Tips For Making Your Small Business A Success

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The dream of a small business can quickly turn into a nightmare. Sadly, approximately 50 percent of small businesses don't make it to their fifth year. If you want your small business to be one of the 50 percent that do end up being successful, it'll take patience, hard work and paying attention to the following four areas that -- when neglected -- could, unfortunately, lead to the demise of your start-up company. 

Have the Proper Insurance

If you are like many other small business owners, you are probably always on the lookout for ways to cut expenses. Think twice, however, before cutting back on your insurance. If you don't have the appropriate coverage, for instance, and someone were to get injured on your property, that person could end up suing your company and possibly ruining it financially. So take the time to: 

  • Check on your coverage. Don't assume, for example, that your homeowner's insurance will cover a business that is being run out of your house. In fact, your insurance company might even deny claims related to your home if they discover that you have a business operating within its four walls. 
  • Consider carrying business interruption coverage. This type of policy is designed to cover your payments if your business has to close temporarily. Business interruption coverage is especially important if your entity is located in an area prone to bad storms, such as tornadoes or hurricanes. 

Maintain Your Property

Speaking of insurance -- your best insurance may be a good offence. Walk your property to look for areas that could cause you potential lawsuits and then get rid of them: For example:

  • Inspect any trees on your property. Take down any that have died and also prune branches that appear to be in danger of falling.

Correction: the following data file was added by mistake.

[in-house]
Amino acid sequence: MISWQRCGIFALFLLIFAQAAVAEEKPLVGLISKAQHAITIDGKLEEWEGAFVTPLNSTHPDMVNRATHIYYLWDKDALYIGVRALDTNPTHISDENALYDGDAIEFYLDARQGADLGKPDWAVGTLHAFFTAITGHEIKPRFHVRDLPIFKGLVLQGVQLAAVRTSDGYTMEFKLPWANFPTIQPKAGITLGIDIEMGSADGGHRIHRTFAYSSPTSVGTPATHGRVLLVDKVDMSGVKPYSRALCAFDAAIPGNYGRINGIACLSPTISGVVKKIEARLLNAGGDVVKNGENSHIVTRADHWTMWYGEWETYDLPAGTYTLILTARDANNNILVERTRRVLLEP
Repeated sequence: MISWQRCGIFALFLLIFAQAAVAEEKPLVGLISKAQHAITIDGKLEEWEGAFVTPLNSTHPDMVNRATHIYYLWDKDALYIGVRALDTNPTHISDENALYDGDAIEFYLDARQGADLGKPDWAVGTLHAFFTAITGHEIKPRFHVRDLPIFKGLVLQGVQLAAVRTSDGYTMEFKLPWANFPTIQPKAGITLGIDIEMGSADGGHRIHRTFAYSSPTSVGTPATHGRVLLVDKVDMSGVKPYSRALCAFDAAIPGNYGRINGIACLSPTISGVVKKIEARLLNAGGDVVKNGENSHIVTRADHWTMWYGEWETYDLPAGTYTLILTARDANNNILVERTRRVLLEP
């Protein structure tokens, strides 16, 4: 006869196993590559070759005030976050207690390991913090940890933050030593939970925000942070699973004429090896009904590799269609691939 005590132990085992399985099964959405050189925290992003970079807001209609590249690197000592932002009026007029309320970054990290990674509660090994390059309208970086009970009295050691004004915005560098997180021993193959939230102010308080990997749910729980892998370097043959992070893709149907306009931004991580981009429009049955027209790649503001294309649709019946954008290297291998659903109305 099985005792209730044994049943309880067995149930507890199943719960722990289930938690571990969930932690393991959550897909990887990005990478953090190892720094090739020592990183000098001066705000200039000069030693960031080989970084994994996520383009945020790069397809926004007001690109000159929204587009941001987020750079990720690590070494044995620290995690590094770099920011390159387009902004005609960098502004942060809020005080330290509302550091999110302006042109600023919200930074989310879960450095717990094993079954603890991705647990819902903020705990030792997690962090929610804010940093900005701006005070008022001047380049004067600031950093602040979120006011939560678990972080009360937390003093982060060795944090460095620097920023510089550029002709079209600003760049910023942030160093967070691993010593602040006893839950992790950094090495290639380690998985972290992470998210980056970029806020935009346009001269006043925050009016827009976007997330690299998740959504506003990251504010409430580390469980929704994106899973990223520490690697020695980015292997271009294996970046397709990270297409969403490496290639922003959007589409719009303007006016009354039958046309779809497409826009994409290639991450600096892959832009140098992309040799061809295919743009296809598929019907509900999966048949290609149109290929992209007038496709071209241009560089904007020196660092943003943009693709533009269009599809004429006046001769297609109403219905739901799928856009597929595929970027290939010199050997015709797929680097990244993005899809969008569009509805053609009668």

• Walk your parking lot and look for dangerous spots such as potholes and large cracks. If you find any, it's important to have your parking lot's asphalt repaved from a company like Superior Paving Surrey. Unfortunately, if a person were to step in a pothole and twist or break their ankle, you could be liable.  

Create a Separate Entity for Your Business

If you are running your business as a sole proprietorship, it would be in your best interest to change that. According to Canada Business Network, having your business remain as a sole proprietorship means that you, personally, could be responsible for all of the debts and obligations of your business. Unfortunately, that means potential creditors could go after your personal assets as well as your business assets. To protect yourself, you should form a corporation, which will help protect your personal assets from creditors seeking more money than your business actually has. 

Hire Carefully

While you might want to do your neighbor a favor by hiring their unemployed teenage son, you could be saddling yourself with a problem if you don't do your due diligence. Bad employees could potentially steal from you, give your business the wrong image or sue you if you try to fire them. To protect yourself, always: 

  • Check references. Even if you are hiring your nephew or your best friend's daughter, you should always ask for and check on references.
  • Have employees sign an employment agreement. Your employees need to understand the hours you expect them to work, the appropriate conduct and dress, and reasons why you could terminate their employment.  
  • Trust your instincts. You want employees that will represent the culture of your business. So hire employees that you feel will reflect your values and the tone you want your business to set. That means you may have to turn down a candidate that may be well qualified but has a personality that is at odds with the culture you are trying to establish. 

By paying attention to these four areas, your company will have a better chance of getting successfully off of the ground.